Final Decision On Live Exports Prolongs Cruelty To Animals
July 12th 2012 07:26
Photo credit Animals Australia
“After eight months of waiting for a response to the Senate Inquiry, the government’s effort will do little to address the tidal wave of public concern about the cruel and inhumane treatment of animals in the live export trade” Senator Rhiannon said.
“This inquiry, prompted by Greens Senator Rachel Siewert, opened up the live export trade to parliamentary scrutiny,” she said.
Hamstringing a cow (Photo credit Animals Australia)
Appalling images of kicking, eye gouging, the breaking or cutting off of tails, and the cutting of hamstring tendons so that the helpless animals cannot stand shocked the nation.
Just one month later, on the 6th of July, Minister for Agriculture, Fisheries and Forestry, Senator Joe Ludwig issued revised export control orders that reopened trade in live cattle with Indonesia.
Australian cattle bound for Indonesia (Photo credit Animals Australia)
At the time, Minister Ludwig said the appropriate standards to apply to the trade were those contained in the World Animal Health guidelines (OIE).
“These new orders allow the export of live cattle only where animals can be managed through supply chains that meet international standards,” Minister Ludwig said.
“They require exporters to trace cattle from properties, onto vessels, into feedlots and into abattoirs that meet agreed international standards.
Abused Australian steer being tortured (Photo credit Animals Australia)
Furthermore, OEI guidelines do not require pre-slaughter stunning and allow other practices which would be illegal in Australia. It is mandatory that cattle in Australia are stunned prior to slaughter, including those cattle for the halal-certified export market. In Indonesia less than 10% of cattle are stunned, meaning the vast majority are fully conscious when their throats are cut.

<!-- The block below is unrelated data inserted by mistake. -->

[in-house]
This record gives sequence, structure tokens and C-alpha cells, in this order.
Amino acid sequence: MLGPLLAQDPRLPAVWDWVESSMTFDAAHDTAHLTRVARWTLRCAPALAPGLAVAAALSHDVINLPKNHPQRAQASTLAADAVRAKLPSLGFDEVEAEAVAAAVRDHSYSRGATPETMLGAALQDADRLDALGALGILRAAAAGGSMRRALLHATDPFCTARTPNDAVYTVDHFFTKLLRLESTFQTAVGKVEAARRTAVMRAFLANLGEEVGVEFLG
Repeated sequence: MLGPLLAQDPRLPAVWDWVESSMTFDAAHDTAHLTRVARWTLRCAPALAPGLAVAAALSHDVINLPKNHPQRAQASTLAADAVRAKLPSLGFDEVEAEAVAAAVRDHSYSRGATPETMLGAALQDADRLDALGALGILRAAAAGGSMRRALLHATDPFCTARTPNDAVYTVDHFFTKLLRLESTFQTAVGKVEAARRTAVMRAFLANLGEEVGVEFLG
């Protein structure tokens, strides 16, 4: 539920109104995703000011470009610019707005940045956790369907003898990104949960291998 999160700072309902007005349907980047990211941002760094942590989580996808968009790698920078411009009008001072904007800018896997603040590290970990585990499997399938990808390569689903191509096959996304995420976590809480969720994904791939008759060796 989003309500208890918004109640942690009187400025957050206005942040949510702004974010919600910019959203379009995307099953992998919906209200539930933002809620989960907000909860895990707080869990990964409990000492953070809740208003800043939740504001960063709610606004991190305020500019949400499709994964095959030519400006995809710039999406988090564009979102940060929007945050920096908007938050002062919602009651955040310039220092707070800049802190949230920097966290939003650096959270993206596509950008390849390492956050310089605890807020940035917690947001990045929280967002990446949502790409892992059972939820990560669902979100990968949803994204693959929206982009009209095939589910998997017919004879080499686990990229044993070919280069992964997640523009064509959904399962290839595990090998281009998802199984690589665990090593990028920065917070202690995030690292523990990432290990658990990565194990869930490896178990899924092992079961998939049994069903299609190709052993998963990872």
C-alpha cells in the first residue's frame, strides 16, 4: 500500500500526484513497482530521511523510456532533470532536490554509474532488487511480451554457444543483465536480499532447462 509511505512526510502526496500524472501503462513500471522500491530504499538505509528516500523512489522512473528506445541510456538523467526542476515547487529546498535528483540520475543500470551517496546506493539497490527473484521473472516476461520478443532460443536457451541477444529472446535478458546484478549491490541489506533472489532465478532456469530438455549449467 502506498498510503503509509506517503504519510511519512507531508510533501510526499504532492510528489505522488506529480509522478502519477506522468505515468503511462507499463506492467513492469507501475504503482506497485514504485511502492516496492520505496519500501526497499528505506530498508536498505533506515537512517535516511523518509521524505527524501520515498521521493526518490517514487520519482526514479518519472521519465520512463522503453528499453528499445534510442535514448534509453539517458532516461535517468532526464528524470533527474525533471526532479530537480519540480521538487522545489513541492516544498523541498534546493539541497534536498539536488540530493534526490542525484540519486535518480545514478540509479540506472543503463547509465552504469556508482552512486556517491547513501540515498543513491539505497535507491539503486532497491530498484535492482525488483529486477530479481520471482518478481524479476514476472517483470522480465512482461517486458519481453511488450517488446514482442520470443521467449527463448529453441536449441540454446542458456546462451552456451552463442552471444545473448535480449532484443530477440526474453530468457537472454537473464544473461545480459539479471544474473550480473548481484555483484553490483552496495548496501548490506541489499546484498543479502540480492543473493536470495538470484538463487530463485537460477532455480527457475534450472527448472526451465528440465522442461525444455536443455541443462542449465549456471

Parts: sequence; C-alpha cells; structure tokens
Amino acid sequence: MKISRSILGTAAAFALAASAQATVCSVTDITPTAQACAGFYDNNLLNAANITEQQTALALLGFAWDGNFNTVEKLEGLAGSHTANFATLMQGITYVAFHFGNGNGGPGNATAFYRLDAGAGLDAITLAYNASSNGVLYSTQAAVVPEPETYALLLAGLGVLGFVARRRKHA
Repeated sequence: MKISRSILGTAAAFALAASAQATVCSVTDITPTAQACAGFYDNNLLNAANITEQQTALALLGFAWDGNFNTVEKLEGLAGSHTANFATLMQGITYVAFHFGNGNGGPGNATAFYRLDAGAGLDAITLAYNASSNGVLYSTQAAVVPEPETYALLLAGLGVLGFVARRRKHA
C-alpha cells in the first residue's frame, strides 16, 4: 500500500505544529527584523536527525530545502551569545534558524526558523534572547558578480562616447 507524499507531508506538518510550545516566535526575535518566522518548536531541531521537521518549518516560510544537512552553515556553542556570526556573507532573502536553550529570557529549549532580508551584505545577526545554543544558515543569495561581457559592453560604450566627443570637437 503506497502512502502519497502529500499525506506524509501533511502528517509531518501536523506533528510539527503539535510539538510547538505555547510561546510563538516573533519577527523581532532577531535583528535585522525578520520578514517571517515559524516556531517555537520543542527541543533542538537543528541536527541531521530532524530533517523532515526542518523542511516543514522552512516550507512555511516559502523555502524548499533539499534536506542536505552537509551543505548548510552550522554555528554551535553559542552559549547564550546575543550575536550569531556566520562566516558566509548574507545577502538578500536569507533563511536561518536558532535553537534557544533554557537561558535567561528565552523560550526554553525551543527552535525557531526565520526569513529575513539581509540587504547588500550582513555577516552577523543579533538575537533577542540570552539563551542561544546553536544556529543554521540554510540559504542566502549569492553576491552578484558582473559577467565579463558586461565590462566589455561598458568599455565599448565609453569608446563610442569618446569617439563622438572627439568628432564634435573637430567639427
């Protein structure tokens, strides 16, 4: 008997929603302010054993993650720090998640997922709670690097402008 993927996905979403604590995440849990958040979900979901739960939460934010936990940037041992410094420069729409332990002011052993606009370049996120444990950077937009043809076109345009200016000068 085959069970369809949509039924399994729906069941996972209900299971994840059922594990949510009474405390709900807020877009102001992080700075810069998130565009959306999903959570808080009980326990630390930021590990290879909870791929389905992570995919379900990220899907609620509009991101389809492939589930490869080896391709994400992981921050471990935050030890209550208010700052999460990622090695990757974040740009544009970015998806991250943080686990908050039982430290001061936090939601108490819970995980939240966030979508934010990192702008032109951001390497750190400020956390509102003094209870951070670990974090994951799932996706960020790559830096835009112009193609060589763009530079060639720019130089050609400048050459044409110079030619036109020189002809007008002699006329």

In response to the Senate Inquiry’s recommendations, the government said it will encourage the use of stunning in livestock export supply chains by formally raising the inclusion of stunning in the OIE guidelines, promoting stunning training through regional OIE forums and where possible, seeking bilateral agreements with our trading partners that include stunning.
Dodgy restraint box installed with Australian money (Photo credit Animals Australia)
The Senate Committee further recommended that the Chief Veterinary Officer oversees the effectiveness of their implementation but the Government disagreed. The Government merely acknowledged that the Chief Veterinary Officer may be called upon to review aspects of supply chains, including Mark IV boxes.
“This response rejects a recommendation, supported by Labor Senators on the committee, that the Chief Veterinary Officer oversee the effectiveness of Mark IV restraint boxes and assess their impact on the humane treatment of animals,” said Senator Rhiannon.
Australian steer collapsed on raceway (Photo credit Animals Australia)
“Palming off oversight to industry, rather than giving the power to the Chief Veterinary Officer, is a setback for animal welfare,” she said.
“Leaving LiveCorp and Meat and Livestock Australia in charge of standards for Mark IV restraint boxes is like leaving the prison keys with the inmates.”
“The live animal export trade is inhumane and brutally exploits animals. Thousands of jobs could be created by shifting to process more meat in Australia.”
“The policy of the Australian Greens is for the live export industry to end, (but) while the industry continues to trade, we want the highest possible animal welfare standard, which includes mandatory pre-slaughter stunning.”
“Agriculture Minister Joe Ludwig will continue to feel the heat until the cruel live export trade is stopped and mandatory stunning introduced,” Senator Rhiannon warned.
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